Liver Elastography: The Latest Ultrasound Breakthrough
Elastography is perhaps the most important breakthrough in the evolution of ultrasonography in the last 15 years.
Elastography is an advanced imaging technology which uses a surface ultrasound for non-invasively assessing the elasticity and stiffness of various tissues in the body. Elasticity of the tissues actually describes the resistance to deformation of a tissue to an applied stress.
In quantitative ultrasound elastography the stress is applied via shear wave propagation generated by ultrasound transducer. The underlying concept in the shear wave speed is related to tissue stiffness and travels faster in stiff tissues and slower in soft tissues.
Liver Elastography is by far the best tool for assessing and evaluating Liver Fibrosis non-invasively. It can evaluate the stiffness of the liver tissue and thus finds out the extension of the liver damage and correctly identifies the stage of fibrosis.
The liver tissue responds to any kind of damage by depositing fibrous tissue and the end results are Liver Cirrhosis and Portal Hypertension, and Hepatic Insufficiency and Hepato-cellular Carcinoma.
Until recently it was the invasive procedure of liver biopsy that was used to do the staging of liver fibrosis.
Now with the advent of Liver Elastography, we can non-invasively stage the liver cirrhosis and can detect the severity of the underlying chronic liver disease and also assess the disease outcome and evaluate the response to therapy.
Modes of Liver Elastography
TE - Transient Elastography or Fibroscan – uses a mechanical wave generated by a special transducer.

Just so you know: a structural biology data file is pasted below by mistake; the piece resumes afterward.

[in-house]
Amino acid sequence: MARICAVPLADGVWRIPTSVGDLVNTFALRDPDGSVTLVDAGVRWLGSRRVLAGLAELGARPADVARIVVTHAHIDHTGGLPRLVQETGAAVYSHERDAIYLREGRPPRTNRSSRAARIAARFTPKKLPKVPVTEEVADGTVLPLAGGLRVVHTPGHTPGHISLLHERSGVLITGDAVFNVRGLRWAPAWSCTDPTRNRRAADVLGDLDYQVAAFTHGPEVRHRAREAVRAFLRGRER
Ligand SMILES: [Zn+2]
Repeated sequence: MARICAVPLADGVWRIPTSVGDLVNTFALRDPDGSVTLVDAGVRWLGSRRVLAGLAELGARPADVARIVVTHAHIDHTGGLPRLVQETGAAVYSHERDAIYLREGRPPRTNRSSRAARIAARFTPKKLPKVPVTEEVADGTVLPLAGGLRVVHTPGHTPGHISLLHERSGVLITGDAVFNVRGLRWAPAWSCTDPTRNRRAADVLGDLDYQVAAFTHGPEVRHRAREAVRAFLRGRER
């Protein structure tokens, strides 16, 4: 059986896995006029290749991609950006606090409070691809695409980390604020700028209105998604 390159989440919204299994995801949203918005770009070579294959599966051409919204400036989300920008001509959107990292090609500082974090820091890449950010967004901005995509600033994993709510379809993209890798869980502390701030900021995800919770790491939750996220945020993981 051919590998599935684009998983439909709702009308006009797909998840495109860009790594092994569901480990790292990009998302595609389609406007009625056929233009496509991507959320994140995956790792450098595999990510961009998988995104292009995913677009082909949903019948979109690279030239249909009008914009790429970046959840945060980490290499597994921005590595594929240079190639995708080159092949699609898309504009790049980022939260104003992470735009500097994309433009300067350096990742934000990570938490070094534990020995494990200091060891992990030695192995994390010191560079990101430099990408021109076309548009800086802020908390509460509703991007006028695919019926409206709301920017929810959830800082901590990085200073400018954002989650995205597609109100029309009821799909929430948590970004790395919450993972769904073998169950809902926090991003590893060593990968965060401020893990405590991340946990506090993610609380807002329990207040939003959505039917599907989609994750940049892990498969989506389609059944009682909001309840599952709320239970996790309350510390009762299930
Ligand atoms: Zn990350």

ARFI – Acoustic Radiation Force Impulse Imaging
SWE – Shear Wave Elastography or Supersonic Imaging – uses sound waves.
Other newer modalities are also being developed, but TE and ARFI and SWE are the techniques currently in use.
Now with the newer advanced ultrasound machines, Liver Elastography is a totally painless and non-invasive procedure and takes only 10 -15 minutes to perform the scan. Ideally 2 – 4 hours of fasting is required prior to the scanning, and after the procedure, which is purely an OPD procedure, the patient can immediately leave the scanning department and do all his normal activities.
Interpretation of the scans have to be done by an experienced Radiologist who has super specialized in Ultrasound Scanning.
Measurement of Liver Stiffness:
The most commonly used units are Kilopascals (it is actually the measurement of Shear Stiffness) and measurement of the Shear wave speed – (Meter/second).
Normal measurement is less than 5.7 kPa (<1.37m/s)
Mild to Moderate Fibrosis is 5.7 kPa to 15 kPa (1.37m/s to 2.2 m/s)
Severe Fibrosis/Cirrhosis is more than 15 kPa (>2.2m/s)
Elastography techniques can be used to distinguish patient with no or minimal fibrosis (METAVIR STAGE F0 and F1) and differentiate them from those with severe fibrosis or cirrhosis (METAVIR STAGE F3 and F4) with no need to biopsy these groups.
As scar tissue accumulates, the liver loses some of its elasticity and becomes stiffer. Liver elastography involves the use of a surface ultrasound probe that delivers a low frequency pulse or shear wave to a small volume of liver tissue under the rib cage. The transmission of the sound wave is totally painless.
Indications for Liver Elastography
1. Non-alcoholic fatty liver disease.
2. Alcoholic liver disease
3. Non-alcoholic steatohepatitis
4. Chronic Hepatitis B and C|
6. Unspecified Thrombocytopenia
7. Biliary disease (Primary Biliary Cirrhosis & Primary Sclerosing Cholangitis)
8. Persistent Unexplained Abnormal LFTs.
1. Absolutely painless and non-invasive
2. Relatively inexpensive
3. Available easily
4. Both Quantitative and Qualitative assessment of the liver is possible.
5. Long Term follow-up is possible
Detetction of significant liver fibrosis and cirrhosis is important for diagnosing, determining the treatment , prognosis and follow up of chronic liver disease.
Ultrasound Liver Elastography techniques have developed into accurate methods for quantitative non-invasive diagnosis of liver fibrosis.